June 2017

The Seneca Falls Convention of 1848 (from "Have To History")

Seneca FallsElizabeth Cady Stanton, who was a Quaker, and Lucretia Mott, who was not, were part of a group who travelled to London to take part in the first World’s Anti-Slavery Convention. While allowed to attend, they were forced to sit in the balcony and could not speak or participate. The decided that if women were to have meaningful impact in various other areas of reform, they would first need a little social and political efficacy of their own.

The Great Depression / The Dust Bowl (from "Have To" History)

Black Tuesday NewspaperOn October 29, 1929, the bottom fell out of the stock market. There’d been signs – the previous Thursday had almost been the day, but a handful of big money types shored up confidence by buying shares in major industries at well-above market value. It didn’t hold. “Black Tuesday” set off a domino effect of selling, panic, business failures, bank runs, and even a few suicides. It wasn't what you'd call a "good day" for America.

What Started the Civil War? (From "Have To" History)

Am I Not A Man...Even before declaring independence in 1776, slavery had been a controversial topic in the American colonies, but it was not a strictly North/South issue. Over time, the North became increasingly industrialized while the South grew more and more reliant on large-scale cash crops. Slavery ceased to make economic sense in the North, allowing ideological concerns to eventually prohibit it altogether.

As the cotton gin made the institution wildly profitable and seemingly essential to the South, slavery was increasingly promoted as a positive good for all involved – including the slaves themselves.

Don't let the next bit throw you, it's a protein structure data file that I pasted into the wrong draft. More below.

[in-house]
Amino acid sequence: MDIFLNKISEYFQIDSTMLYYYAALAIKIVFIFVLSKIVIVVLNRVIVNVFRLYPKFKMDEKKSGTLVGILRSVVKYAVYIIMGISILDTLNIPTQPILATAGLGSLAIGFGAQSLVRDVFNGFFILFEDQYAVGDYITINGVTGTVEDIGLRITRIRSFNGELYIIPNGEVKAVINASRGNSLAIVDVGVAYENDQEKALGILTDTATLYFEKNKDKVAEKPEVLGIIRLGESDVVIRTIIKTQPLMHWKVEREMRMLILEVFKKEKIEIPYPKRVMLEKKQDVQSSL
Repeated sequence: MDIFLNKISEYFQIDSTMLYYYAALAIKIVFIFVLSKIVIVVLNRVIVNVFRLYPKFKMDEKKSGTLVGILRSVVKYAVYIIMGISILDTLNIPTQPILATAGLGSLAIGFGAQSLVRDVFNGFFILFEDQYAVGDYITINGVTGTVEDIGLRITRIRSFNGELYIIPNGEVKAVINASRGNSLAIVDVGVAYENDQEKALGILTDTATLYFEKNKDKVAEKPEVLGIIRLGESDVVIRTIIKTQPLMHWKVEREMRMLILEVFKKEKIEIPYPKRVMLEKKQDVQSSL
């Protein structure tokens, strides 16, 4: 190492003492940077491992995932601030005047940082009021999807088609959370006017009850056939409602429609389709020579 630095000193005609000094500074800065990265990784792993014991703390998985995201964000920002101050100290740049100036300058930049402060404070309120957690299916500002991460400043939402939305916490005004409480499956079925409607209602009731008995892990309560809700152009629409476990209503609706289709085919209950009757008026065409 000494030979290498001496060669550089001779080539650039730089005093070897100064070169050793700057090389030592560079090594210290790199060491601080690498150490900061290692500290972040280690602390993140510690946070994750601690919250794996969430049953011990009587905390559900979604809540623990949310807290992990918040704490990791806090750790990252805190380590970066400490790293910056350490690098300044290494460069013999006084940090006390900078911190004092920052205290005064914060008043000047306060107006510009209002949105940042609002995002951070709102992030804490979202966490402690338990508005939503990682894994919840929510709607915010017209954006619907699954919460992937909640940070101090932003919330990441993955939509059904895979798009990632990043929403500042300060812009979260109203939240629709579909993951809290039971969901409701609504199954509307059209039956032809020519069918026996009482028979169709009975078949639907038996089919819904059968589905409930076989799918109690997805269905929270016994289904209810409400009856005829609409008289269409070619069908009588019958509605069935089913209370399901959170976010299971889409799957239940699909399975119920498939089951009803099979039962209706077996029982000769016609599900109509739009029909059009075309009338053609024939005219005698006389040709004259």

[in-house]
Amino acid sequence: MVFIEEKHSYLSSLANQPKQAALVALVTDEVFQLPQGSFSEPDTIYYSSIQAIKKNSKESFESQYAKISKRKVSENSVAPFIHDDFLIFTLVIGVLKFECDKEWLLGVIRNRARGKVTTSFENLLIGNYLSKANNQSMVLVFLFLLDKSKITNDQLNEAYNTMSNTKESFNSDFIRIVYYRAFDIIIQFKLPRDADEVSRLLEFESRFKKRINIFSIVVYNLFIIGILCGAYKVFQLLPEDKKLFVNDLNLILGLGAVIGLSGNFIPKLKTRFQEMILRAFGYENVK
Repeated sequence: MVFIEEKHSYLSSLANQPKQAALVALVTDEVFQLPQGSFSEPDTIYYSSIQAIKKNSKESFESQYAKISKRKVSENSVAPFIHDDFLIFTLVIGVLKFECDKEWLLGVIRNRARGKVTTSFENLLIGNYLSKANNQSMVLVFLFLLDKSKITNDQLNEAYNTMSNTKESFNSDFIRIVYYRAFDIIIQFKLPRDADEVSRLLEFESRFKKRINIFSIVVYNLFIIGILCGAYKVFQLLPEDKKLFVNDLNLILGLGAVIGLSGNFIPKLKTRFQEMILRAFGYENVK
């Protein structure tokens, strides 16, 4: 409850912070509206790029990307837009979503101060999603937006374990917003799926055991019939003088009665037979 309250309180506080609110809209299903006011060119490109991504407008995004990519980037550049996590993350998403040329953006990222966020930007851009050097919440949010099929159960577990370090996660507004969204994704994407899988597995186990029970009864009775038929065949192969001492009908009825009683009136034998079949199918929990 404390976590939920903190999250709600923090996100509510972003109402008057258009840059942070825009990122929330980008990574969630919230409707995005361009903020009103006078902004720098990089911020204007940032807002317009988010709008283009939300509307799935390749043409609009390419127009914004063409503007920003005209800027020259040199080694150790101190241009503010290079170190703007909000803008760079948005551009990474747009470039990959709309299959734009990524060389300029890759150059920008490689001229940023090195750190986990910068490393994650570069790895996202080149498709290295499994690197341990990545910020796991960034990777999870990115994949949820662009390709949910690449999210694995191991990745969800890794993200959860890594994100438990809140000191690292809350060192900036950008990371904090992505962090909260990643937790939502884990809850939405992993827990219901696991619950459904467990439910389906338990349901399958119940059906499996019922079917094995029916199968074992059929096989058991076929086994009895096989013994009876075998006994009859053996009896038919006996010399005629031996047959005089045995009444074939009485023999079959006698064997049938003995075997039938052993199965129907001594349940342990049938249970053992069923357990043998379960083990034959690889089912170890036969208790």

Who Was Frederick Douglass? (From "Have To" History)

Frederick DouglassI'm trying something new – a section called "Have To" History, aimed at folks who feel like they should know stuff but don't otherwise have a natural interest. It could conceivably grow into a reference of sorts for students who've put themselves in a bad position and have limited time to try to claw their way out. We'll see.

Here's a sample post about a guy who we were recently told is doing very well for himself. I'm glad. He certainly paid his dues along the way.

Who Was Andrew Jackson? (From "Have To" History)

Andrew JacksonI'm trying something new – a section called "Have To" History, aimed at folks who feel like they should know stuff but don't otherwise have a natural interest. It could conceivably grow into a reference of sorts for students who've put themselves in a bad position and have limited time to try to claw their way out. We'll see.

Here's a sample post about a guy who couldn't possibly have prevented the Civil War because he was long-dead. (He did almost start it 30 years early, but the "Nullification Crisis" wasn't quite "Have To" enough to make the cut. Sorry, POTUS.)

A Wall of Separation: The Ten Commandments (Part Two)

10 YellowIt was in 2005 that things got really interesting. On the same day, the Supreme Court announced its decisions in both McCreary County v. ACLU of Kentucky (2005) and Van Orden v. Perry (2005) – both cases involving the Commandments on public land. While Kentucky’s displays were determined to be unconstitutional, the monument in Texas was acceptable. Both were split decisions, and the difference came down to context – both the displays themselves and the history behind them – particularly in terms of intent.

That’s where we left off last time. Now the real fun begins.